Although the Church of Christ initially served the needs of the entire community, it was not long before other religious groups began to make an appearance. An Episcopal Society was organized as early as 1786 with five members. Served by itinerant missionaries who faced difficult travel to the isolated town, the congregation remained small, and it was not until 1885 that regular services were held. The erection of the Church of the Transfiguration, a summer chapel on Mills Way, followed in 1894.
Baptists had been active in the north part of town since the First Baptist Society was organized in 1812 with members from Colebrook, Canaan, New Marlboro, and Norfolk. In 1876 they built the North Norfolk Chapel in the northwest corner of the township.
The first Catholic mass was held in Norfolk in 1836 following the arrival of the Ryan family who established a woolen mill in town. The handful of Catholics worshiped in the Ryan home and in the woolen mill until 1859 when the Church of the Immaculate Conception was built. By then Roman Catholics numbered 18% of the town population. The adjacent rectory was constructed only after Norfolk became an independent parish in 1889. As Catholicism flourished, the church was enlarged and transformed in 1924 by architect Alfredo Taylor.
1840 marked the beginning of Methodist worship in Norfolk. The church, built on North Street in 1841, was a mission church served by a circuit minister until about 1900 when it acquired its own pastor. Methodist services were also held at Pond Hill and North Norfolk. Sunday afternoon church services were held on the steps of the Aetna Silk Mill for families who lived on what was known as Patmos Island, the site of several factories. Financial difficulties brought an end to Methodist worship in Norfolk, and in 1918 the congregation merged with that of the Church of Christ. The church is now a private residence.
The growth of both the Catholic and Methodist congregations in the second half of the nineteenth century reflects the rise of industry in Norfolk. The early settlers of Norfolk had established a saw mill (1750) and a grist mill (1757) to provide for the necessities of shelter and food. Both were located at Buttermilk Falls. Tanneries were built to convert hides into leather. The Blackberry River provided a source of power enhanced by water wheels and dams. Settlers in outlying areas took advantage of the many brooks running through the Norfolk hills to build their own mills and tanneries. Scattered throughout town are the foundations of several saw mills and tanneries.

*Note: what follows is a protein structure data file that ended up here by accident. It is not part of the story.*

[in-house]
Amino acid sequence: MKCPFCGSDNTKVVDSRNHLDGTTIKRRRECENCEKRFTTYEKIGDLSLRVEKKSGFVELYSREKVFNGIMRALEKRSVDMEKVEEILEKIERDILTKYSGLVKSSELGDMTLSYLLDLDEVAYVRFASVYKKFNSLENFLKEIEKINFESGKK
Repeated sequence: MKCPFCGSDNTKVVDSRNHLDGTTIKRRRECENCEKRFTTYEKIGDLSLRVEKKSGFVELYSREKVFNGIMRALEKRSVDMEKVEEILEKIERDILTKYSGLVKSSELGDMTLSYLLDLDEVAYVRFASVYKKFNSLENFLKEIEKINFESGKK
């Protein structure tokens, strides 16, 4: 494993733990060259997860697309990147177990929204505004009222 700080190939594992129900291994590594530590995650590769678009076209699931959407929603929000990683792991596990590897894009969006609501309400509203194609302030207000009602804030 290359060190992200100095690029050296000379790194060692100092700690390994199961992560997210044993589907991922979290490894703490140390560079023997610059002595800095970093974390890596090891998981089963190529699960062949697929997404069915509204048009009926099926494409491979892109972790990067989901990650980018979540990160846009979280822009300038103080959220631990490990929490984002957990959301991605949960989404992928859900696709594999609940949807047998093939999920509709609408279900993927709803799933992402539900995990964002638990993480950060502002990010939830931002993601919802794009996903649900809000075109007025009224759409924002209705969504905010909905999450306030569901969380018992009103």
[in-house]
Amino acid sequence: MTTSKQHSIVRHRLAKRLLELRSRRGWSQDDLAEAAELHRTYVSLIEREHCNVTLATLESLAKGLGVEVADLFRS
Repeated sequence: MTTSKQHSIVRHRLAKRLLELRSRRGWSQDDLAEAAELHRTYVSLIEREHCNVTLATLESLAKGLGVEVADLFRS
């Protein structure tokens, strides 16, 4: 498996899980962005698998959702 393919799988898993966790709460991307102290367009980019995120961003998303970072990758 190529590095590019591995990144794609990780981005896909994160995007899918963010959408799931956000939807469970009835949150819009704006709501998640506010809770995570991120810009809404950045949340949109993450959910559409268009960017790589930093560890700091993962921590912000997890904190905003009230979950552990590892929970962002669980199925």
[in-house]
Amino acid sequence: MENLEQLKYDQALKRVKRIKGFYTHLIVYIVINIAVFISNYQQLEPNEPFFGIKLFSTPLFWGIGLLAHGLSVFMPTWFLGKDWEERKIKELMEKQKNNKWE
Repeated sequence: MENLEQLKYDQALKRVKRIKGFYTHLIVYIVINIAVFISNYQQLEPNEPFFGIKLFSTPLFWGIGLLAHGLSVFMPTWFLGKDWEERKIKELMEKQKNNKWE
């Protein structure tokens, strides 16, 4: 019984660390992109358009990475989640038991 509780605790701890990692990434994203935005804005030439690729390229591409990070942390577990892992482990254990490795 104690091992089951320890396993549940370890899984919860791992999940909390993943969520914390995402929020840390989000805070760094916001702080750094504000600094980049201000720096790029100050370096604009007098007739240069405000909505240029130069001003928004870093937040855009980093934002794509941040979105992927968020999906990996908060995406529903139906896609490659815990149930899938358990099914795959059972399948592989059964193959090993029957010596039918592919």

The region was rich in ore, and ample forests provided fuel for the iron industry. In 1770 an iron works was established near the foot of Buttermilk Falls. Blacksmiths produced horseshoes, parts for farm implements, hardware, nails, and other essential tools for building. Legend has it that Norfolk iron was used to manufacture some of the links of the chain that was stretched across the Hudson River near White Plains in an unsuccessful attempt to thwart advancing British troops during the Revolutionary War. Decades later, when the War of 1812 threatened the young republic, Hanchett’s Iron Works on the shore of Lake Wangum manufactured anchors for the United States Navy.
The plentiful supply of water power primarily along the Blackberry River allowed industry to flourish, and by the mid-nineteenth century Norfolk was in its heyday as a manufacturing town. Dams were built along the river, and water wheels were installed to harness that power. Initially, most industries were small and individually owned: the Ryan brothers manufactured shears and operated a woolen factory; Jonathan Kilbourn’s carding machine produced rolls of wool; and in West Norfolk, Captain John Dewell built the Stone Shop to produce grass and grain scythes. West Norfolk became an industrial hub of sorts, as several large tanneries and an iron works were located there. Another sizable tannery, the S. D. Northway Manufacturing Company, operated in South Norfolk. The foundation of the old mill wheel is visible today. Among the many items manufactured in Norfolk were wooden bowls and dishes, cheese boxes, clocks and clock plates, scythes, shears, planters’ hoes, and axles.